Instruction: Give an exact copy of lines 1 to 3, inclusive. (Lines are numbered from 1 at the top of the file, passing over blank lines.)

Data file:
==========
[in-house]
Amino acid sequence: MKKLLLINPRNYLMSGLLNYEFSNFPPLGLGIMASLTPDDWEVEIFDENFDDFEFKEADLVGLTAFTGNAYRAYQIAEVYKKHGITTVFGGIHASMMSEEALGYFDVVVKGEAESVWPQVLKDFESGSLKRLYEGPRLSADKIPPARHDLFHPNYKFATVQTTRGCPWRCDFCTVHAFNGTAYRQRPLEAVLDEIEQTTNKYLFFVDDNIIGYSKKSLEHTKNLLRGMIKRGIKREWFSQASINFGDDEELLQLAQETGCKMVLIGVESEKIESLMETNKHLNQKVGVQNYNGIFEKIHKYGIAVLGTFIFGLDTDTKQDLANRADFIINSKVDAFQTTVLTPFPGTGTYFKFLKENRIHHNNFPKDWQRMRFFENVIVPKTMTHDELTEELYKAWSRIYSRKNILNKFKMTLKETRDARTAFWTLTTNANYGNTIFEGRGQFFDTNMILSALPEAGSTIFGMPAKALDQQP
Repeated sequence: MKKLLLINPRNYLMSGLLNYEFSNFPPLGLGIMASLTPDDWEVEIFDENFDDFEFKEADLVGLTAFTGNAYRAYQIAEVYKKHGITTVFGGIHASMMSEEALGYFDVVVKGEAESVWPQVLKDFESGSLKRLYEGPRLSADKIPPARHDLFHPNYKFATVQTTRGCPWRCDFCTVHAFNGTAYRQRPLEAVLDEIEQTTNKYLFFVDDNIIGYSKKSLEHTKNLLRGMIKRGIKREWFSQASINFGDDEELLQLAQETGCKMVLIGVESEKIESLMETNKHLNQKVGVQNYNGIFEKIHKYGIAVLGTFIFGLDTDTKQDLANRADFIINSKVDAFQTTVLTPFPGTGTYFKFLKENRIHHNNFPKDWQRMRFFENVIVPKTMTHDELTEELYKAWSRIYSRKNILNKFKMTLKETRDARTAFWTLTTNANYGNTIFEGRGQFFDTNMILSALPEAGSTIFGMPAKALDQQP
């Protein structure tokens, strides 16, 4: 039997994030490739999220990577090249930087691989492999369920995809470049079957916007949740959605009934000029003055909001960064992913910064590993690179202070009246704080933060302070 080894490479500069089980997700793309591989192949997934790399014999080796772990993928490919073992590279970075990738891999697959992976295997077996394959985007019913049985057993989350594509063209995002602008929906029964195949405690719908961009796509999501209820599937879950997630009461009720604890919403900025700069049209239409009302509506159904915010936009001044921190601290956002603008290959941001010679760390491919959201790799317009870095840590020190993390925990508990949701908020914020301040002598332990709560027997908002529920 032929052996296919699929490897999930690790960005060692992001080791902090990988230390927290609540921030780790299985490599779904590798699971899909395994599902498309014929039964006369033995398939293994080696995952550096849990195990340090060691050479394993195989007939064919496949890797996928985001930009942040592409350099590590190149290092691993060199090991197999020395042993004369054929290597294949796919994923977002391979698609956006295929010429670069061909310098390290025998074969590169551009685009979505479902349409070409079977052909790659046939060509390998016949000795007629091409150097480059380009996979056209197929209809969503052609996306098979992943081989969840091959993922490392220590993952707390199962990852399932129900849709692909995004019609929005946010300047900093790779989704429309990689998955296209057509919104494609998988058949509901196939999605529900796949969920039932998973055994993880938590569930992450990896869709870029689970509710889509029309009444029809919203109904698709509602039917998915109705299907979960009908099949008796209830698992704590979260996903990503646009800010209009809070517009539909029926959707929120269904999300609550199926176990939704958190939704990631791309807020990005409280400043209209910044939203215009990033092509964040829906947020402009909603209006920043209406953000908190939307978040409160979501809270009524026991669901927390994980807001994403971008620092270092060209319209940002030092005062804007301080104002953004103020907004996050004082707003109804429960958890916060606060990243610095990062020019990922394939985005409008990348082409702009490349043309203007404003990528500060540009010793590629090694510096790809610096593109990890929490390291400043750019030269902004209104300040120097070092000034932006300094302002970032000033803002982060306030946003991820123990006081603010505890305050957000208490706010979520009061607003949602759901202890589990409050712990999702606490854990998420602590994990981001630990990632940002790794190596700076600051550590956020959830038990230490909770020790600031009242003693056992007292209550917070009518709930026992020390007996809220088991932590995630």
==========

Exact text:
[in-house]
Amino acid sequence: MKKLLLINPRNYLMSGLLNYEFSNFPPLGLGIMASLTPDDWEVEIFDENFDDFEFKEADLVGLTAFTGNAYRAYQIAEVYKKHGITTVFGGIHASMMSEEALGYFDVVVKGEAESVWPQVLKDFESGSLKRLYEGPRLSADKIPPARHDLFHPNYKFATVQTTRGCPWRCDFCTVHAFNGTAYRQRPLEAVLDEIEQTTNKYLFFVDDNIIGYSKKSLEHTKNLLRGMIKRGIKREWFSQASINFGDDEELLQLAQETGCKMVLIGVESEKIESLMETNKHLNQKVGVQNYNGIFEKIHKYGIAVLGTFIFGLDTDTKQDLANRADFIINSKVDAFQTTVLTPFPGTGTYFKFLKENRIHHNNFPKDWQRMRFFENVIVPKTMTHDELTEELYKAWSRIYSRKNILNKFKMTLKETRDARTAFWTLTTNANYGNTIFEGRGQFFDTNMILSALPEAGSTIFGMPAKALDQQP
Repeated sequence: MKKLLLINPRNYLMSGLLNYEFSNFPPLGLGIMASLTPDDWEVEIFDENFDDFEFKEADLVGLTAFTGNAYRAYQIAEVYKKHGITTVFGGIHASMMSEEALGYFDVVVKGEAESVWPQVLKDFESGSLKRLYEGPRLSADKIPPARHDLFHPNYKFATVQTTRGCPWRCDFCTVHAFNGTAYRQRPLEAVLDEIEQTTNKYLFFVDDNIIGYSKKSLEHTKNLLRGMIKRGIKREWFSQASINFGDDEELLQLAQETGCKMVLIGVESEKIESLMETNKHLNQKVGVQNYNGIFEKIHKYGIAVLGTFIFGLDTDTKQDLANRADFIINSKVDAFQTTVLTPFPGTGTYFKFLKENRIHHNNFPKDWQRMRFFENVIVPKTMTHDELTEELYKAWSRIYSRKNILNKFKMTLKETRDARTAFWTLTTNANYGNTIFEGRGQFFDTNMILSALPEAGSTIFGMPAKALDQQP